We are plotting the temporal generalization map (binary decoding) using EEG signal, but we obtained a strange result and don’t know how to interpret it. First, after bandpass filter (8-12 Hz), we could obtain a normal result as below. enter image description here As shown in time-course, the classifying values (thick black lines) between red line (first condition) and blue line (second condition) are variable along the time, so that the values in the early time do not easily apply to the late time leading to the normal map of the temporal generalization.

However, using higher frequency band (12-30 Hz) we encountered a strange result enter image description here In this case, the classifying values between red line (first condition) and blue line (second condition) are somewhat constant along the time, so that the values in the early time easily apply to the late time leading to the high decoding accuracy all over the map. The point is that two parallel curves are easily divided by a simple mean (black thick line) between two curves as the classifier. If two curves are not parallel but mixed with each other, the decoding accuracies over the map of the temporal generalization should be low, and we can conclude that the high frequency do not contain decodable information.

Questions, 1. Have you ever seen this type of time-courses of the high frequencies in our result and this strange map the temporal generalization and? 2. We use the matlab function ‘filtfilt.m’ for bandpass filter, could you recommend other function for bandpass filter?


I am unsure to what your paradigm exactly does, but as to your frequency bands a layman's interpretation would be as shown in Table 1. Hence, the frequency bands you investigate could simply be different, because the states associated with them are different.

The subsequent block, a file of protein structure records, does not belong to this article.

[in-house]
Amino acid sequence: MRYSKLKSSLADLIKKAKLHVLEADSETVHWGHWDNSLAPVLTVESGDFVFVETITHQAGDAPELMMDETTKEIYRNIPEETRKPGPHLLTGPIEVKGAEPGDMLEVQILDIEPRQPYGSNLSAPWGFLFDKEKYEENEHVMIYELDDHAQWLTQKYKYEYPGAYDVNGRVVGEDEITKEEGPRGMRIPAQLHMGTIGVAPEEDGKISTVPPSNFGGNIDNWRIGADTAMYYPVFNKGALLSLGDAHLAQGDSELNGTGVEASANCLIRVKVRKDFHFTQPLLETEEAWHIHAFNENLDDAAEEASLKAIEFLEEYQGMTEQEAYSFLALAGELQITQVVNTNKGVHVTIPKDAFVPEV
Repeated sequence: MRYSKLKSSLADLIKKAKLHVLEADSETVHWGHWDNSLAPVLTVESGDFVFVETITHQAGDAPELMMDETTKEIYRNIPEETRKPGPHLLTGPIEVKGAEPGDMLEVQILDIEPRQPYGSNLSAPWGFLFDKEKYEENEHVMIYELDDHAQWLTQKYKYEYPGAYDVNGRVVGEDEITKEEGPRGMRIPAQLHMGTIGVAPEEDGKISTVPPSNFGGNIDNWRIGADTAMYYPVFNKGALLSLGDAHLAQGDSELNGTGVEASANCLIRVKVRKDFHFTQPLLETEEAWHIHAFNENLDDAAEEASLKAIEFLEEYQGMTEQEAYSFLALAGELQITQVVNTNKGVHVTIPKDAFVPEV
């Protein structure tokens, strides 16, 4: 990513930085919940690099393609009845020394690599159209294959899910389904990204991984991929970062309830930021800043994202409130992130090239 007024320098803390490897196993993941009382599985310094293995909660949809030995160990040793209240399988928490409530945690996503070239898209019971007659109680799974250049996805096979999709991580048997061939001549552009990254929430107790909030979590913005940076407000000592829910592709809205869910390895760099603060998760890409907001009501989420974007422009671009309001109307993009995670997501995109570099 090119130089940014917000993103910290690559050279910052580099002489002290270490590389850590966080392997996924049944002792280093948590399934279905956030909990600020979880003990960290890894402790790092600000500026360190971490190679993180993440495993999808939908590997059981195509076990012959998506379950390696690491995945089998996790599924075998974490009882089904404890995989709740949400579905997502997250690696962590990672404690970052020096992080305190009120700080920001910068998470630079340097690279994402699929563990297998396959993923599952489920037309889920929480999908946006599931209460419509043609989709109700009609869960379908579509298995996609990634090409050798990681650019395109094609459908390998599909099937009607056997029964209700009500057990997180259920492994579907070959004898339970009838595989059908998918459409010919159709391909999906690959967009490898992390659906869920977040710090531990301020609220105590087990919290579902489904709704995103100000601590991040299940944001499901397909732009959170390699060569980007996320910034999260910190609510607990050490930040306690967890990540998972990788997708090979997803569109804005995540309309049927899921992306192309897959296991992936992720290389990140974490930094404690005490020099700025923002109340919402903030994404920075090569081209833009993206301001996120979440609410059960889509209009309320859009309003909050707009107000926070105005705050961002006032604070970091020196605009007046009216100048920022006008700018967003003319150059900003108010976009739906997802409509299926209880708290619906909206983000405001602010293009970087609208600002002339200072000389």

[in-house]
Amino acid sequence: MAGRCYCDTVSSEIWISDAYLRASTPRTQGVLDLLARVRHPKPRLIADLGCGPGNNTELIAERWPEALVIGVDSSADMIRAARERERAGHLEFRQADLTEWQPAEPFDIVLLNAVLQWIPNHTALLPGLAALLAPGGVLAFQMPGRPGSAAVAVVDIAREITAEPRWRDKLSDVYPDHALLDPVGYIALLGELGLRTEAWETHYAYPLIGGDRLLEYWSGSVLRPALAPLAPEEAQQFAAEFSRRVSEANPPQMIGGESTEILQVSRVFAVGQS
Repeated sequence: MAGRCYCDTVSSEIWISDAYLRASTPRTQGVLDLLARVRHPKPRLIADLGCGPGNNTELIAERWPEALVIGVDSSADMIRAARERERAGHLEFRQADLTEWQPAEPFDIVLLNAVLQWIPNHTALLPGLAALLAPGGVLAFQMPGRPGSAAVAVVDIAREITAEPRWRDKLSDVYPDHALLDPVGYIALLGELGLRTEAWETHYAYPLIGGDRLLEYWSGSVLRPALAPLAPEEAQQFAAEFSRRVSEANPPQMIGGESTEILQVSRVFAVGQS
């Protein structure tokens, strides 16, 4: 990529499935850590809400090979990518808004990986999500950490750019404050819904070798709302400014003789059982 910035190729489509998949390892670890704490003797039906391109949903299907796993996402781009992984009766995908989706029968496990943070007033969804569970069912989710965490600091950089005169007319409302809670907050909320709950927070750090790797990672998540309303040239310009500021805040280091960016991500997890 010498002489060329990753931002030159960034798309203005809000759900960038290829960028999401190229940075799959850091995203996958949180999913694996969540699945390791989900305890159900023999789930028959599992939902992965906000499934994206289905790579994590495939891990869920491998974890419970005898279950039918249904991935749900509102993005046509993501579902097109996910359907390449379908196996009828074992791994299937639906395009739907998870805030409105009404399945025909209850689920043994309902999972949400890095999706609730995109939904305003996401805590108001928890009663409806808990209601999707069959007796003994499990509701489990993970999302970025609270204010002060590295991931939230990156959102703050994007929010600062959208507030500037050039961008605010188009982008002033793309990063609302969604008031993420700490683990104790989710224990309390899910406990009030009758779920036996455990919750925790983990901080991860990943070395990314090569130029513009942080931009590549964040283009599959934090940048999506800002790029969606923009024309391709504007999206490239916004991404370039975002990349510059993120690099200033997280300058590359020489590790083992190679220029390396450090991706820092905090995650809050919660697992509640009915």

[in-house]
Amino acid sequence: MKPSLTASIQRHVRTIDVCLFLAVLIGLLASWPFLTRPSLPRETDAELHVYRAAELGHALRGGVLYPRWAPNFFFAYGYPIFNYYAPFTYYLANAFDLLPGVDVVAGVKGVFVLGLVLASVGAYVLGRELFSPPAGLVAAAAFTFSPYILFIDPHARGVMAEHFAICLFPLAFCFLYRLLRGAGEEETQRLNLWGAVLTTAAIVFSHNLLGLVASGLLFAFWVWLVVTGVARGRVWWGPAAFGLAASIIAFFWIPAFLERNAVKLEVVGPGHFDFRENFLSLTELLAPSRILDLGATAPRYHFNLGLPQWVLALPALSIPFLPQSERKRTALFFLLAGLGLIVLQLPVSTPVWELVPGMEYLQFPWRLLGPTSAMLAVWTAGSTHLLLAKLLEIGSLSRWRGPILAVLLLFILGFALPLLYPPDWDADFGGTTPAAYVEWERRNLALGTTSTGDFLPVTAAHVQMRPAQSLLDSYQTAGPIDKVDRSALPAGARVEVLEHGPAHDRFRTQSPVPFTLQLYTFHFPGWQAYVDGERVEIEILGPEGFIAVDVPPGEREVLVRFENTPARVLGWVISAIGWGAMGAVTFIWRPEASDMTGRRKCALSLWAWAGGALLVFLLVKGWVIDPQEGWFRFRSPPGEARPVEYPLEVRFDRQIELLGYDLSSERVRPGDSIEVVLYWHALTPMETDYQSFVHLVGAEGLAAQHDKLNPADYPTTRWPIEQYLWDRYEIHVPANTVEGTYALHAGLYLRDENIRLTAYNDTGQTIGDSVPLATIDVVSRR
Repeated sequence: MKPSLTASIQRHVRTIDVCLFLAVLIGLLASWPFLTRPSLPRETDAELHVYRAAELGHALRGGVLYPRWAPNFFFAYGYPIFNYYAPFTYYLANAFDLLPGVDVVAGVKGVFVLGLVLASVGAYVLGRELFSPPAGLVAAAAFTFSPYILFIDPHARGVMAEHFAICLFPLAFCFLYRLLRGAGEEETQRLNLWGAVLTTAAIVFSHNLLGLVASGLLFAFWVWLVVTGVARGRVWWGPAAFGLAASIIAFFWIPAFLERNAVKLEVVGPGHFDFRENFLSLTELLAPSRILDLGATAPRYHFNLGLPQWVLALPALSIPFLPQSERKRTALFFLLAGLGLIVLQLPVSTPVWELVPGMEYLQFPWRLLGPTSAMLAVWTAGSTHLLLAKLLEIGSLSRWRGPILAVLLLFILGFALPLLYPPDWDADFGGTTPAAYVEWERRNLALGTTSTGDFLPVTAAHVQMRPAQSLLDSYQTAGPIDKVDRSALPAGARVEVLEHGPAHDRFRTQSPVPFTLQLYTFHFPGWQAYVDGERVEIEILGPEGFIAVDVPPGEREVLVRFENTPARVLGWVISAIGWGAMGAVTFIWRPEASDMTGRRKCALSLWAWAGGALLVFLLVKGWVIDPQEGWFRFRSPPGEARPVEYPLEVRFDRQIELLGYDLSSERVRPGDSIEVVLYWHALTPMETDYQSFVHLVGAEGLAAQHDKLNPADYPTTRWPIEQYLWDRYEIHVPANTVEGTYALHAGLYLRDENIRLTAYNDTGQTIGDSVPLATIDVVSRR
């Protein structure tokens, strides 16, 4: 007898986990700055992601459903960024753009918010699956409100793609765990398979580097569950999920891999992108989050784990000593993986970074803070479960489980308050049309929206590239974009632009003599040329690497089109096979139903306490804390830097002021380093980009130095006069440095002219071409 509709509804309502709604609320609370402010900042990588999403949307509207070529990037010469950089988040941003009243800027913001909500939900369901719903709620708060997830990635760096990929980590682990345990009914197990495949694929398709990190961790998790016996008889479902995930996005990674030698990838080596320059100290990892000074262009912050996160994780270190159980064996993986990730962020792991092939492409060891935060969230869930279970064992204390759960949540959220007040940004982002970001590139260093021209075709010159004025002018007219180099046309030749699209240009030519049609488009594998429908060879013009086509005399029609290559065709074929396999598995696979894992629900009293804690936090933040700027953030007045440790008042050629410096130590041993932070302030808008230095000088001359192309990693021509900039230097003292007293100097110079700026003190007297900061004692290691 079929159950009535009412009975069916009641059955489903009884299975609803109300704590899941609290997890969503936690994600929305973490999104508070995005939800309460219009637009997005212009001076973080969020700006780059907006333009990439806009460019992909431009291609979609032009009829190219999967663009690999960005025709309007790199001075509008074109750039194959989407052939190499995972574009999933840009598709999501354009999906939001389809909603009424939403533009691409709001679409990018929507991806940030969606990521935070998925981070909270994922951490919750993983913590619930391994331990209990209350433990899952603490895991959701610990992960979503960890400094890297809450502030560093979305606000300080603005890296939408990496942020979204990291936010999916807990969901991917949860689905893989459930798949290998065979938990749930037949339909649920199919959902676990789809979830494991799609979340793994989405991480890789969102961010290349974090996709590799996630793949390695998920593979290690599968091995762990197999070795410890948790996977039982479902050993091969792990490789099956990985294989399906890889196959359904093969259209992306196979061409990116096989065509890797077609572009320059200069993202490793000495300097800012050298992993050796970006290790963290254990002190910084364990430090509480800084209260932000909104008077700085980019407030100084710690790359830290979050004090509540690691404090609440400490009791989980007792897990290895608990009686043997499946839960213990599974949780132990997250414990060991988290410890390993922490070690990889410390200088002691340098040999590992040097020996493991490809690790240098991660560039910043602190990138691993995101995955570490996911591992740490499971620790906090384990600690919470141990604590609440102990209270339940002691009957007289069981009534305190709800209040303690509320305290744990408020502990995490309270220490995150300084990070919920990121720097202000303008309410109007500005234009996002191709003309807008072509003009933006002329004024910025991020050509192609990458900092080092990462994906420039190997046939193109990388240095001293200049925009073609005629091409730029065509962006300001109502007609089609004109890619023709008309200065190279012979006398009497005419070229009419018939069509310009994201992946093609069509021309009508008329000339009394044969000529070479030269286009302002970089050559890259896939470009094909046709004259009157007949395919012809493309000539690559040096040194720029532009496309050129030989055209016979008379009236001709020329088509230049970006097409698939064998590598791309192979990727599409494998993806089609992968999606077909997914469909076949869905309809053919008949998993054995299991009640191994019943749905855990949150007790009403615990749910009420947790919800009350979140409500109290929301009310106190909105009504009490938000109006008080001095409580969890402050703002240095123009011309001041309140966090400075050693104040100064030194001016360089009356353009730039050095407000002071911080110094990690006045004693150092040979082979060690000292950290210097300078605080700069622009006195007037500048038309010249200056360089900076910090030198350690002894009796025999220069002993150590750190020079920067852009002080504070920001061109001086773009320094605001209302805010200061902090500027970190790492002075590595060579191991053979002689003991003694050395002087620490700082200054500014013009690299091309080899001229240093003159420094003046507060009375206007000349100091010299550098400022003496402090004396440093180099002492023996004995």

As to your band filter - the best thing to do is find the rock stars in your field and copy their methods. The filtfilt function in matlab is excellent, as it is a zero-phase digital filter. It will depend on the filter order, however, if the outcome will make any sense. Too low of an order may generate overlap between bands, too high orders may introduce artifacts. But by the looks of it, none is happening here, but I can't be sure and you need to verify yourself.

Table 1. Simplified overview of the EEG bands and their characteristics. source: New Dawn Magazine

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    $\begingroup$ Oof. I want to burninate the simplification of that table with fire... $\endgroup$ – Bryan Krause Jul 25 '19 at 20:32
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    $\begingroup$ @BryanKrause haha, it's just to illustrate that different bands are associated with different states of mind. I adapted the legend a bit to accommodate your critique :) $\endgroup$ – AliceD Jul 26 '19 at 7:17

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